Two Arrested, One at Large in Hate Attack on Neighbors
[COLUMBUS, OH] - A woman is being held on eight charges, a minor is on probation and a third assailant is still at large in a July 11 anti-gay beating in the Weinland Park area, east of the Ohio State University campus.
The three victims of the attack, a lesbian, Katherine Neudecker, her transgender partner Dawn Kereluik, and their gay male neighbor sustained extensive injuries ranging from a broken cheekbone to a bruised liver.
The incident happened around 7 pm on Thursday, July 11. Kereluik and Neudecker told police that Keba Franklin, 27, who lives two houses down from the women, and two males approached as they were gardening in front of their house and yelled at them, "You don't belong here."
Their neighbor intervened, prompting one of the assailants to yell, "I'm going to pull out a knife and slit you from top to bottom and watch your guts spill out, faggot."
The couple's three children, ages nine, ten and twelve, were in the house at the time, but did not witness the incident.
Kereluik then went into her house and called 911. She was told that police would not be able to arrive for 30 minutes. In the meantime, she said, the attack escalated and the assailants began throwing rocks. Neudecker was dragged into the street, where Franklin allegedly punched her in the face several times while a male assailant held her. Neudecker sustained a broken nose and severe bruising from the attack.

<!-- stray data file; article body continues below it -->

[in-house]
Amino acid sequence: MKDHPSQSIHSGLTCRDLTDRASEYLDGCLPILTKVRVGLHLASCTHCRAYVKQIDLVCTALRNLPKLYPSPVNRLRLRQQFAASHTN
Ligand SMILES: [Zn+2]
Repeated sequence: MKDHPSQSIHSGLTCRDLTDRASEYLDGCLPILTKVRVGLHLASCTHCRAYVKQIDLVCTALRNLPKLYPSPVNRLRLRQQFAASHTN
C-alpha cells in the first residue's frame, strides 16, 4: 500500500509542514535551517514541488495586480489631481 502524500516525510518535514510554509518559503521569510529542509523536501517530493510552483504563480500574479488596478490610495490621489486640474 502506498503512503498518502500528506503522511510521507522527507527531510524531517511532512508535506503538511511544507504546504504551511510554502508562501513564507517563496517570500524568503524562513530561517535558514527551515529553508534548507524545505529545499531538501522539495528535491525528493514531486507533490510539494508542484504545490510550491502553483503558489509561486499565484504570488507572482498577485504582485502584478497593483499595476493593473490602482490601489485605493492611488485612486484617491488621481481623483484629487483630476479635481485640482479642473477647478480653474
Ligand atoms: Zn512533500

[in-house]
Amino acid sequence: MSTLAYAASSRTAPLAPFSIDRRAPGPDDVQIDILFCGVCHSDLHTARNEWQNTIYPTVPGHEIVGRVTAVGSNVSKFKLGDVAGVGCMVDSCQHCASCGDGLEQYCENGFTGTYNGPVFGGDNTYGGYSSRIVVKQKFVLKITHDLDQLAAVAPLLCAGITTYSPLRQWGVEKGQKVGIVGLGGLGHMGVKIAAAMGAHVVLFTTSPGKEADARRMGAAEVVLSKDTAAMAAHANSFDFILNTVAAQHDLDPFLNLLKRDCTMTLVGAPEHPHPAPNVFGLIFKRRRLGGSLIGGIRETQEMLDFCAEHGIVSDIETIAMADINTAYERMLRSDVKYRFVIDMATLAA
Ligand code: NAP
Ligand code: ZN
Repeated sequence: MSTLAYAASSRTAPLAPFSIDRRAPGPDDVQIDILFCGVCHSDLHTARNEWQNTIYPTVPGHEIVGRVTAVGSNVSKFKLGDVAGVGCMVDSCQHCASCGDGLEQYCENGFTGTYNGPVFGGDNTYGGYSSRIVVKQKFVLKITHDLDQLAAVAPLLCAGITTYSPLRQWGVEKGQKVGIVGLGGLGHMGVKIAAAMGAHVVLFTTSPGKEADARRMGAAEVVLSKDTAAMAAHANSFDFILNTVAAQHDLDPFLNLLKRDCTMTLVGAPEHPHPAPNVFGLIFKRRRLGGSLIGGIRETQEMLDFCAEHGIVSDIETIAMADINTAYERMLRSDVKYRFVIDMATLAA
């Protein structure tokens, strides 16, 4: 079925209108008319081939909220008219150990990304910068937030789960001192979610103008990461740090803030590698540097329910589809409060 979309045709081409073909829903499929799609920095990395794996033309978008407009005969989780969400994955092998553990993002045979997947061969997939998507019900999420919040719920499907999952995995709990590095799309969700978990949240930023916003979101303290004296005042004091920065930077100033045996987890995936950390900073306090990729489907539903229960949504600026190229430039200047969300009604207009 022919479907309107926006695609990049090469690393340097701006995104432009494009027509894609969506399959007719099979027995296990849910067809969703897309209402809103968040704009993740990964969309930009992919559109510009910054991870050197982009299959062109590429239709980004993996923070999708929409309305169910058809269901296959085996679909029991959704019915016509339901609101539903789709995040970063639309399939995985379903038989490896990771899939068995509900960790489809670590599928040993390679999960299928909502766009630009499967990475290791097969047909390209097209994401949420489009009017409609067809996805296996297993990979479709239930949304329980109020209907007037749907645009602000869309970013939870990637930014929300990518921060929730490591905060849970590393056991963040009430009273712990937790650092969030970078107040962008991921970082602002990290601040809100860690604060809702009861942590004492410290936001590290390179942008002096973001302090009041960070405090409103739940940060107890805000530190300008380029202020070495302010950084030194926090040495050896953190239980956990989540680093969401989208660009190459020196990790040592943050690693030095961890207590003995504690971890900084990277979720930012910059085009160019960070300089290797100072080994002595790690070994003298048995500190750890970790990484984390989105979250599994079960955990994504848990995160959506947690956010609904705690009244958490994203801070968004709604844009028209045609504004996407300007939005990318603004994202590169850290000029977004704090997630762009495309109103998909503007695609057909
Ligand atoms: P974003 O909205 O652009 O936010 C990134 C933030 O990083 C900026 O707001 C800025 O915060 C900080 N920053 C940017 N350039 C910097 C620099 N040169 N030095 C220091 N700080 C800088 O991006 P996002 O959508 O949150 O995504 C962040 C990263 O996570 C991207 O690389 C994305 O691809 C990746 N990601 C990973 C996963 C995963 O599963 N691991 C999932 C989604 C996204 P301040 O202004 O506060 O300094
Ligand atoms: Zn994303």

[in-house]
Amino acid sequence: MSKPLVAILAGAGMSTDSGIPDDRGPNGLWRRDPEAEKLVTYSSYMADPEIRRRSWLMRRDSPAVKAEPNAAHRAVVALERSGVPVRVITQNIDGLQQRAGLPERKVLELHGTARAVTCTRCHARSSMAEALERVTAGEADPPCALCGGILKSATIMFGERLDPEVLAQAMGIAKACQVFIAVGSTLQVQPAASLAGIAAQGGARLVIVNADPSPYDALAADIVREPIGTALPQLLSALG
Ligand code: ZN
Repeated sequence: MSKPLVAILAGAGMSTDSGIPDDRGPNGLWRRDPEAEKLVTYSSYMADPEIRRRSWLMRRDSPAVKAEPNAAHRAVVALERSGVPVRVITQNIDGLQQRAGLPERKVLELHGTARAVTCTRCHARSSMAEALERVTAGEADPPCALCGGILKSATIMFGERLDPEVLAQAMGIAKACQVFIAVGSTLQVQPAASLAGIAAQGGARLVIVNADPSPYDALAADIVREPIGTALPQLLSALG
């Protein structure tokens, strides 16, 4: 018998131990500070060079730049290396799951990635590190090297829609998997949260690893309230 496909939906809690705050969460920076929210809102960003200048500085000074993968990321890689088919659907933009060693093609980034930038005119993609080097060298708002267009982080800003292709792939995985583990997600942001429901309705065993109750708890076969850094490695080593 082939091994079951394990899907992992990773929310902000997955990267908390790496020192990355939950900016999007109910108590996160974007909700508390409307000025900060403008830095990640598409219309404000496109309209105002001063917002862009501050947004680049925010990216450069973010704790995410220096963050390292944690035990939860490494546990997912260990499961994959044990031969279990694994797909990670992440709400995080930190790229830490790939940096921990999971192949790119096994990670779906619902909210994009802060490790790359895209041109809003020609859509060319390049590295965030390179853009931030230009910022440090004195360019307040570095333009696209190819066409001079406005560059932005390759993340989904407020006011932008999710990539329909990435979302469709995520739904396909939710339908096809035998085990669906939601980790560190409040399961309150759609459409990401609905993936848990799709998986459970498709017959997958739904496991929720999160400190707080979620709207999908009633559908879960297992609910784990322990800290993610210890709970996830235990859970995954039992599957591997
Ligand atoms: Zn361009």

When Kereluik tried to stop this, the women said, one of the men punched and kicked her until she was unconscious. telling Neudecker, "We're going to kill your bitch, you fucking dyke." Kereluik suffered severe bruising, a cracked right orbital bone, a ruptured vessel in her eye, a broken foot and a laceration on her left ear.
The neighbor was then attacked, causing trauma to his liver and the loss of four teeth. The assault was finally brought to an end with the help of the neighbor's brother-in-law.
When police arrived 20 minutes after the 911 call, Franklin and the minor were taken into custody. The third attacker fled.
Kereluik said that she did not know why the three chose that time to attack them. She had never met any of them before, and was unaware until later that Franklin lived two doors away.
The couple have lived there for several months.
In a July 23 hearing, bail for Franklin was set at $150,000 for a total of eight charges, including three counts of assault, two counts of aggravated menacing and three counts of ethnic intimidation. Ethnic intimidation is charged when it is believed that an attack was motivated by prejudice, such as racist or anti-gay hatred. Her trial is set for August 19.
The minor was given probation for the attack. Kereluik and Neudecker believe that the light sentence may be a result of their inability to attend the hearing and deliver a victim statement, since both the minor's and Franklin's hearings were at the same time.
The second male attacker is still at large and has yet to be identified.